Unlike dragons of Western lore, fearsome symbols of evil and chaos, the Chinese dragon represents nobility, wisdom and prosperity. Eastern dragons are intricately connected to the seasons and the elements and are often associated with one of the four cardinal directions. They also can be categorised by colour, as each colour bears a symbolic meaning and has associated connotations within Chinese culture.
Blue and green
In Chinese culture, the colours blue and green are associated with nature, serenity, growth and health. Blue and green dragons symbolise the approaching spring, evoking the clear skies and new plants that the season brings. These colours also are representative of the East and indicate Eastern dragons. Other Chinese associations with blue and green include healing, rest, prosperity and harmony.
Black and white
Black and white are key colours on the Chinese spectrum, representing the balance of the black yin, which is negative, passive and feminine, and the white yang, which is positive, active and masculine. Black dragons are associated with winter and the North, while white dragons represent autumn and the West. In China, the colour white is associated with purity as it is in Western cultures, but it also symbolises mourning and mortality, suggesting that the white dragon functions as an omen of death. The black dragon is known for its power and vengeance and is often connected to storms.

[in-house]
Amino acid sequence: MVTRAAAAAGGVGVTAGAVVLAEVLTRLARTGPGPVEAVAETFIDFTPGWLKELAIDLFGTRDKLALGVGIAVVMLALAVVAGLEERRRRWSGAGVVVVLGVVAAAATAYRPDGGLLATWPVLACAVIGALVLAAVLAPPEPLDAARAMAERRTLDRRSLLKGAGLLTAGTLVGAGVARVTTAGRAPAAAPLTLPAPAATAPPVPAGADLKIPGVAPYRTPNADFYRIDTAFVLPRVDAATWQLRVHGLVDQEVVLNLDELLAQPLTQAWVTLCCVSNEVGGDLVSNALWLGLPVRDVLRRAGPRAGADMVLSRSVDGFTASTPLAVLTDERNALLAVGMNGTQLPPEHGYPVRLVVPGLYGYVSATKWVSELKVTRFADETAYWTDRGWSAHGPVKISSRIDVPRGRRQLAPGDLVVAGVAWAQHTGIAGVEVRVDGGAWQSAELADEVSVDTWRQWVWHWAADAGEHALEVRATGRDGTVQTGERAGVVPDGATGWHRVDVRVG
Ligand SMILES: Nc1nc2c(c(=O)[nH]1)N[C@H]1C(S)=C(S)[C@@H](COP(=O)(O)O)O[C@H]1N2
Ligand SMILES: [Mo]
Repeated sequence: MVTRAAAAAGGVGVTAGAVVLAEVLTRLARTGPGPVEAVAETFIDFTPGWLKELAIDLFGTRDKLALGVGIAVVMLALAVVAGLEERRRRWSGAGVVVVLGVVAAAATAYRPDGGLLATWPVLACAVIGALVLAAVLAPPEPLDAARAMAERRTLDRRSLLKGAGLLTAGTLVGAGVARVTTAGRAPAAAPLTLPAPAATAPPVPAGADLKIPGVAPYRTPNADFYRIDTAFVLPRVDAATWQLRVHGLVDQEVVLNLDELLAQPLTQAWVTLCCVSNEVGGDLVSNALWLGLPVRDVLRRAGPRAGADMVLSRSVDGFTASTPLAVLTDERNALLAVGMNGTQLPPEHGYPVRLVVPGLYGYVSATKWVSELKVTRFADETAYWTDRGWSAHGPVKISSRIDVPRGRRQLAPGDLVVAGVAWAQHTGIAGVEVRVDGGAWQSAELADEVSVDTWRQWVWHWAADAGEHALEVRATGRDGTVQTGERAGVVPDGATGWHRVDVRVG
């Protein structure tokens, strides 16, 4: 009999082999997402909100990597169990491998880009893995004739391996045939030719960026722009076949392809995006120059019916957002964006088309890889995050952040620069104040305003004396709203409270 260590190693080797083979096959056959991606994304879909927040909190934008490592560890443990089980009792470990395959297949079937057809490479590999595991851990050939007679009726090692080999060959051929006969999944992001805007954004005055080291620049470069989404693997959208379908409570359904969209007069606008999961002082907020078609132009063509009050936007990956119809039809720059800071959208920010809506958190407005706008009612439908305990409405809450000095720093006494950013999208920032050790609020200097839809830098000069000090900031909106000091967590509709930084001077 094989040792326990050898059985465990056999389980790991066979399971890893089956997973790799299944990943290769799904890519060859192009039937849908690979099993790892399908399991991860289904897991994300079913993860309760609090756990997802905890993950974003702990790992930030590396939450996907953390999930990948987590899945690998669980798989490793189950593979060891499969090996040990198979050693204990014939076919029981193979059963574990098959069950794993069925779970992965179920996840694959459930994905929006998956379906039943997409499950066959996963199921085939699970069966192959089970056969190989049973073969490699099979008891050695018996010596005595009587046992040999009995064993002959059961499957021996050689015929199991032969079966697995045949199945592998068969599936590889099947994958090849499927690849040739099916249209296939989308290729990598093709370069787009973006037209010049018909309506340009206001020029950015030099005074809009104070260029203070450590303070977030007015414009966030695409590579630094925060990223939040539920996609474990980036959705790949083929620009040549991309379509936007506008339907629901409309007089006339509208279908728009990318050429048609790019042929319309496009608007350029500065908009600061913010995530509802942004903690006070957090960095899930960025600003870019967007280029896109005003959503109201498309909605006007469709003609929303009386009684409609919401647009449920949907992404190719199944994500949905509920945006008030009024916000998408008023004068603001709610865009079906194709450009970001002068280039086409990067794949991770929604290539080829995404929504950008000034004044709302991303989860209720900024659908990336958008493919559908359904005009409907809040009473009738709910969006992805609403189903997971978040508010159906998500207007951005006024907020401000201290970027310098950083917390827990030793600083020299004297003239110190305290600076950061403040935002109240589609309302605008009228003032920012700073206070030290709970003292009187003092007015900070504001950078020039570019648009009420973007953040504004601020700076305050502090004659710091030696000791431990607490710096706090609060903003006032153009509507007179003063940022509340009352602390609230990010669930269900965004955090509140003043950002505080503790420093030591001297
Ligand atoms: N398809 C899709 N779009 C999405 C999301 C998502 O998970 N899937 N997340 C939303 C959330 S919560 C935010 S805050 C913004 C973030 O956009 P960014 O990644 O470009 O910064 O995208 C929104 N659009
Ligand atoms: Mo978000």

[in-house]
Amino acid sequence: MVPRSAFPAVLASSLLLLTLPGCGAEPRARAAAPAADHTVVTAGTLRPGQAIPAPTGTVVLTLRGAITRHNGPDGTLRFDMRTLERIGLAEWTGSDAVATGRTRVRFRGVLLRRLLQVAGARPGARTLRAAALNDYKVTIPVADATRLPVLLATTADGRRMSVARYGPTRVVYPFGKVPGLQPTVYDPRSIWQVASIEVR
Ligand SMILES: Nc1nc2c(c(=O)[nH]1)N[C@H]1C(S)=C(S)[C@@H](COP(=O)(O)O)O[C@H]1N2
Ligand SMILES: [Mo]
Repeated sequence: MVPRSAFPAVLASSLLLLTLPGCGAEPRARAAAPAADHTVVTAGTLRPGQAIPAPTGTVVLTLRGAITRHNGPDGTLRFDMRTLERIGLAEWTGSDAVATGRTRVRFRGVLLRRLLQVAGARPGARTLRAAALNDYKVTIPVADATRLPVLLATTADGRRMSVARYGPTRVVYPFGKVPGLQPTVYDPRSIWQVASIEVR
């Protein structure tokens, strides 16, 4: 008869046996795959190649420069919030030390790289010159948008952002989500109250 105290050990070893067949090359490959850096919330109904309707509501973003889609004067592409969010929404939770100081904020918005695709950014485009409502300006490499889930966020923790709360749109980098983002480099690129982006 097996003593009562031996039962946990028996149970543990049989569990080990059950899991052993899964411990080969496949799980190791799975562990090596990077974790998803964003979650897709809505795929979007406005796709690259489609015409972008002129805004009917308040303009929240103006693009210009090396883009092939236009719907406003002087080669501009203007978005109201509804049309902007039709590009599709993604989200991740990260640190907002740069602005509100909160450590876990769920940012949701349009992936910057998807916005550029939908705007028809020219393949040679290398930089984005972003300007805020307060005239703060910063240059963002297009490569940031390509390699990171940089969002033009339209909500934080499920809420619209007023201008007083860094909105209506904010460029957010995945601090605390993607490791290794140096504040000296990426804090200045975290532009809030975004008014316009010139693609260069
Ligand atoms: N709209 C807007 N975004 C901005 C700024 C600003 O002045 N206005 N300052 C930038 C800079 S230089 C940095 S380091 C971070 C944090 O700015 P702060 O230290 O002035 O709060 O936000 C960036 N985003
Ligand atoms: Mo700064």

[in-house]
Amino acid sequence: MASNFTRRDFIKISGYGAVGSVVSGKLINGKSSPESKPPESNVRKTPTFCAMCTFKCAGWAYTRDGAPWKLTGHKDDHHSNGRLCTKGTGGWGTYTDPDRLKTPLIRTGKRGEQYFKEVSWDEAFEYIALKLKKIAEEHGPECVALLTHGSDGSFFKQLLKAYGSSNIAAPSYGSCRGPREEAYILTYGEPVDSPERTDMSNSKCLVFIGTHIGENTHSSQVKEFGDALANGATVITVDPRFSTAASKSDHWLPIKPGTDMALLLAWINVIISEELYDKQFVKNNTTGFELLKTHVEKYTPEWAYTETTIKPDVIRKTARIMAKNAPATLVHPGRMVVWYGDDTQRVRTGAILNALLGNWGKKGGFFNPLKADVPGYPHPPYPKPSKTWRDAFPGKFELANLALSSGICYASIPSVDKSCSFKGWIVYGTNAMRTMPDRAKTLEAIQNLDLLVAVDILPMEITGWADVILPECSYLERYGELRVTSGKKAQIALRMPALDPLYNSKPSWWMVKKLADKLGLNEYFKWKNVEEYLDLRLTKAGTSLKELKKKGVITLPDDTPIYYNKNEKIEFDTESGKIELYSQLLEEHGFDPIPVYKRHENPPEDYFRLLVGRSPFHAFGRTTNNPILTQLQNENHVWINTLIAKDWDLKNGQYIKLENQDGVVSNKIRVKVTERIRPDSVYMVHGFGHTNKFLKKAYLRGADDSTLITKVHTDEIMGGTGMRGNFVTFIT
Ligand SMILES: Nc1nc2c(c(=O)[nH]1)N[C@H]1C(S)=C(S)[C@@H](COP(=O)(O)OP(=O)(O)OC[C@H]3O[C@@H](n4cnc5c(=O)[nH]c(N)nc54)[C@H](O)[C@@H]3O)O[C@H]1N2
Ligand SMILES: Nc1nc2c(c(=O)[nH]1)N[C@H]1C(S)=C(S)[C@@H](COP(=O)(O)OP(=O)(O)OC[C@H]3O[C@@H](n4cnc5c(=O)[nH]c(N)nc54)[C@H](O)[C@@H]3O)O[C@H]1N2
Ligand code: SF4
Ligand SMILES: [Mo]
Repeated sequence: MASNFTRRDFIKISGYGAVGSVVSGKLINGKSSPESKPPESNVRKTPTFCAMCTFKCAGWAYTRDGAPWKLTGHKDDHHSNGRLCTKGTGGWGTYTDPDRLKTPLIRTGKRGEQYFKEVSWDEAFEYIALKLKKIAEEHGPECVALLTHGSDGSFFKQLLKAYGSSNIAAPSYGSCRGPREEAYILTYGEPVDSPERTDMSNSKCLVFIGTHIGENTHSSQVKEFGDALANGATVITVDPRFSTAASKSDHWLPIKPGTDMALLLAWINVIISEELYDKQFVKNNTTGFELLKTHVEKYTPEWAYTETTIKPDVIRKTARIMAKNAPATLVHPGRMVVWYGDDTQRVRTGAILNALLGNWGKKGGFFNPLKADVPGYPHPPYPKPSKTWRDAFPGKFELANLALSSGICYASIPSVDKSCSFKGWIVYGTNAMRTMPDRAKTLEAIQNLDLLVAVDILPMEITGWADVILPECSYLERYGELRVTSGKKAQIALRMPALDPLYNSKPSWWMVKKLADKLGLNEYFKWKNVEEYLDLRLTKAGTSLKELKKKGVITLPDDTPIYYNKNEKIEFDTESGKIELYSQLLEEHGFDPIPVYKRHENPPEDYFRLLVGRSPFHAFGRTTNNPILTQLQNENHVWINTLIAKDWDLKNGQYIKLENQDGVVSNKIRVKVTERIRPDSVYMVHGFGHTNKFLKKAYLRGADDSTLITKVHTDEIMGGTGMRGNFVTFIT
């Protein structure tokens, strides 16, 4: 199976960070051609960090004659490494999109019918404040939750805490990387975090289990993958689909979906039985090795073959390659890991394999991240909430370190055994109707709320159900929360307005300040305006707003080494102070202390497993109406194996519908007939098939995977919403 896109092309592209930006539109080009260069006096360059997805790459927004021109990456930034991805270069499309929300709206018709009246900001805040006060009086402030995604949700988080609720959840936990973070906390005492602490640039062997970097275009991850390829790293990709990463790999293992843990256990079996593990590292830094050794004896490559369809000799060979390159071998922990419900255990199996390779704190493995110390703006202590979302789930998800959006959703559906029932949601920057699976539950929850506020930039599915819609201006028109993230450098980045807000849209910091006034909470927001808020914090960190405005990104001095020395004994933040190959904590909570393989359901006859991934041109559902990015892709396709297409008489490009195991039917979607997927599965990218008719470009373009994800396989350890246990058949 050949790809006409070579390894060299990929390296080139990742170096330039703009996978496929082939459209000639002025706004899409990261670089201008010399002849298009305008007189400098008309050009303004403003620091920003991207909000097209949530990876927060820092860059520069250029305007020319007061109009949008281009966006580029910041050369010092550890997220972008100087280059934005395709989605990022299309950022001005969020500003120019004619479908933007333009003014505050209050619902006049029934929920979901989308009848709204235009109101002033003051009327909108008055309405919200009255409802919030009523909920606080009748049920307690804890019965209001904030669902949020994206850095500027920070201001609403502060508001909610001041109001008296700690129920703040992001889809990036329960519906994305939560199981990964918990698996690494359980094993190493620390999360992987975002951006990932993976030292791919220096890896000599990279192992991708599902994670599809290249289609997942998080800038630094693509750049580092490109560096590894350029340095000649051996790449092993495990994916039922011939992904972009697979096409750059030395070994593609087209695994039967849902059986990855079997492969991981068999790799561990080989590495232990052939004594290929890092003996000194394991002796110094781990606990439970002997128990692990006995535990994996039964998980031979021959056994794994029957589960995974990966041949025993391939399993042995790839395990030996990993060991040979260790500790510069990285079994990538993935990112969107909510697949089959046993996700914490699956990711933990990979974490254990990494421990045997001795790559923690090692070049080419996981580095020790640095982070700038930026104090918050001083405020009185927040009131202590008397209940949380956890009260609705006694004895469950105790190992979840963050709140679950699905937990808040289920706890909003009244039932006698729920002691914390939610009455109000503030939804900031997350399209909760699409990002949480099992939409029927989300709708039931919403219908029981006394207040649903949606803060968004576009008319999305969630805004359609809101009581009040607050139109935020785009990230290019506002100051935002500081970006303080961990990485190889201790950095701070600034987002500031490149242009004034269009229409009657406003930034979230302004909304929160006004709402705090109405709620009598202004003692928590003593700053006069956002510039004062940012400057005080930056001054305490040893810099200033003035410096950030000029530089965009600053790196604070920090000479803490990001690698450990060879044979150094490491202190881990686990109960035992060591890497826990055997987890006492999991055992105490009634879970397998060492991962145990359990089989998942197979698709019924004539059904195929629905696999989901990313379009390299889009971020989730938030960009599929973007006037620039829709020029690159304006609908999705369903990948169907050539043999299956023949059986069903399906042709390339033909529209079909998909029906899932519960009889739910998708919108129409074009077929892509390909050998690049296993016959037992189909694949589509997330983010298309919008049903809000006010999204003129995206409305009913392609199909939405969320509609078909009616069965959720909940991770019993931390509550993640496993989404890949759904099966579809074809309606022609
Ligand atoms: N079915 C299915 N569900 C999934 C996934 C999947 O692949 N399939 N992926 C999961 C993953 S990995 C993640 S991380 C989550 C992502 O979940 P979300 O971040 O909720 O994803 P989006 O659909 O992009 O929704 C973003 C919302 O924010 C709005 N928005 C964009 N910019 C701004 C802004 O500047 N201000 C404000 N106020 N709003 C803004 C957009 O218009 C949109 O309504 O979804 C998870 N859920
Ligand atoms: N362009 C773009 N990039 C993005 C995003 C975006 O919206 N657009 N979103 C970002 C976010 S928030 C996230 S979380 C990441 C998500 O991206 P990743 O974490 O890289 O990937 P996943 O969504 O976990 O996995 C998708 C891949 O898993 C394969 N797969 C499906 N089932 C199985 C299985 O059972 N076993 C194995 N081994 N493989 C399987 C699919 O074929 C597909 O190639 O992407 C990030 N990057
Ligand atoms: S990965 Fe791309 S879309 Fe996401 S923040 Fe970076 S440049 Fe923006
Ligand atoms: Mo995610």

Yellow and gold
Yellow dragons have been called "superior" and "the most revered of the dragons" because they represent the Emperor and the imperial family. Even in the 21st century, yellow is a colour associated with solidity, reliability and warmth, and it is set aside for royalty and those of higher social class. Gold dragons share many of these assets and are recognised as symbols of wealth, wisdom and compassion.
In China, red is the traditional colour of good fortune and happiness, and it is often used in large celebrations, such as weddings. The red dragon is associated with luck, fire, passion and the heart. It is the dragon of summer and the South. Other Chinese associations with the colour red include vitality, enthusiasm and creativity.